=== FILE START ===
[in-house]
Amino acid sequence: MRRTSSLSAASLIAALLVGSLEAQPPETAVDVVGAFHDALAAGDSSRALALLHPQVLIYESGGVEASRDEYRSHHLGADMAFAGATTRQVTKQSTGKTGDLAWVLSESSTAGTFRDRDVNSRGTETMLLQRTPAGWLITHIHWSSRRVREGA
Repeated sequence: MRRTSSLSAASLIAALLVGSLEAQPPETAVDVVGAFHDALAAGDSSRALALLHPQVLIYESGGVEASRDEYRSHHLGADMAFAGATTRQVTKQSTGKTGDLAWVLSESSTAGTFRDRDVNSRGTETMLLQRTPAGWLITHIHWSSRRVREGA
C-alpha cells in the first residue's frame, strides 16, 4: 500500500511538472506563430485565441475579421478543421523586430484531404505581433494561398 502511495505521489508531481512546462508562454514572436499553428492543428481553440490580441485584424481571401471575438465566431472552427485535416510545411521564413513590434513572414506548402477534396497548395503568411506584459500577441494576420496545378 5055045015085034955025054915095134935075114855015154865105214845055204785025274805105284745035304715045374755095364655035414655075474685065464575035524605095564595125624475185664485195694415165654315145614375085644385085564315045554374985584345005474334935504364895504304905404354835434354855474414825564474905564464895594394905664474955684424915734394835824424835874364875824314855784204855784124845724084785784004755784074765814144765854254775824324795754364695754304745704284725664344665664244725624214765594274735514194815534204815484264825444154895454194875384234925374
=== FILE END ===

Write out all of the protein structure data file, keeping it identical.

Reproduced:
[in-house]
Amino acid sequence: MRRTSSLSAASLIAALLVGSLEAQPPETAVDVVGAFHDALAAGDSSRALALLHPQVLIYESGGVEASRDEYRSHHLGADMAFAGATTRQVTKQSTGKTGDLAWVLSESSTAGTFRDRDVNSRGTETMLLQRTPAGWLITHIHWSSRRVREGA
Repeated sequence: MRRTSSLSAASLIAALLVGSLEAQPPETAVDVVGAFHDALAAGDSSRALALLHPQVLIYESGGVEASRDEYRSHHLGADMAFAGATTRQVTKQSTGKTGDLAWVLSESSTAGTFRDRDVNSRGTETMLLQRTPAGWLITHIHWSSRRVREGA
C-alpha cells in the first residue's frame, strides 16, 4: 500500500511538472506563430485565441475579421478543421523586430484531404505581433494561398 502511495505521489508531481512546462508562454514572436499553428492543428481553440490580441485584424481571401471575438465566431472552427485535416510545411521564413513590434513572414506548402477534396497548395503568411506584459500577441494576420496545378 5055045015085034955025054915095134935075114855015154865105214845055204785025274805105284745035304715045374755095364655035414655075474685065464575035524605095564595125624475185664485195694415165654315145614375085644385085564315045554374985584345005474334935504364895504304905404354835434354855474414825564474905564464895594394905664474955684424915734394835824424835874364875824314855784204855784124845724084785784004755784074765814144765854254775824324795754364695754304745704284725664344665664244725624214765594274735514194815534204815484264825444154895454194875384234925374